What does signal-to-noise ratio mean in the context of differential cryptanalysis, and how can one use it to derive the number of required plaintext pairs to carry out a successful attack?
The point of differential cryptanalysis is to find a differential characteristic with sufficiently high probability. You go through plaintexts until you find pairs that give you "enough" of a difference. You know only plaintext and ciphertext difference and you do not know difference between individual rounds, because cipher is a black box. (this is called filtration btw)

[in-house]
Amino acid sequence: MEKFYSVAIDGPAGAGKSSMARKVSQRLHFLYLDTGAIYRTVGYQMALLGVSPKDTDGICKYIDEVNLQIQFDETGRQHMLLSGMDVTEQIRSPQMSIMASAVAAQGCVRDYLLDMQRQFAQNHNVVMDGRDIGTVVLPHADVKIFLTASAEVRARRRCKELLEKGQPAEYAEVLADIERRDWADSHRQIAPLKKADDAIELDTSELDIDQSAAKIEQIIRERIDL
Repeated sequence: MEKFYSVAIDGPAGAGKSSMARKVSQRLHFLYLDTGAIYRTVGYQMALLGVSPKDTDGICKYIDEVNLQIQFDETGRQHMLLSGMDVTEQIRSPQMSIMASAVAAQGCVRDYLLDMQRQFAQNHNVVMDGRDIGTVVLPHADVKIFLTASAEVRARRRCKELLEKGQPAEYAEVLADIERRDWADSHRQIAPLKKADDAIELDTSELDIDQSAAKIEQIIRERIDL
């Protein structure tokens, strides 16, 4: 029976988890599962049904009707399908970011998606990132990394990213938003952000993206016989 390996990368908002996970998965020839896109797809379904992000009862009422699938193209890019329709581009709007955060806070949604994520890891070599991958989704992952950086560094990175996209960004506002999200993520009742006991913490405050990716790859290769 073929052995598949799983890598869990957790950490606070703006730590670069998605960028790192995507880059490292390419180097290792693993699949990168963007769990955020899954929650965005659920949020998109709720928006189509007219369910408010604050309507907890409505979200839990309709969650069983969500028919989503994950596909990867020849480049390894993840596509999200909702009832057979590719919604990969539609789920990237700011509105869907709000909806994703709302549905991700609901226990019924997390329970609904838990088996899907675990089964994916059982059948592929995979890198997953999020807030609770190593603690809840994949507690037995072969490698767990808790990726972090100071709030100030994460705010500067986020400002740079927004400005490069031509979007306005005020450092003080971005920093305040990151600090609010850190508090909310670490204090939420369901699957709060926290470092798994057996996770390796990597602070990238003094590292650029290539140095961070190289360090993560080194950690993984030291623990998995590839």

You use these pairs as a start for "key-recovery" by exploring the probabilities into possible subkeys in order to try to correlate the pairs. Every pair suggests several subkeys. Good pair suggests exactly one good subkey and few wrong subkeys. How many times the correct subkey is more frequent than other subkeys is signal to noise (S/N) ratio.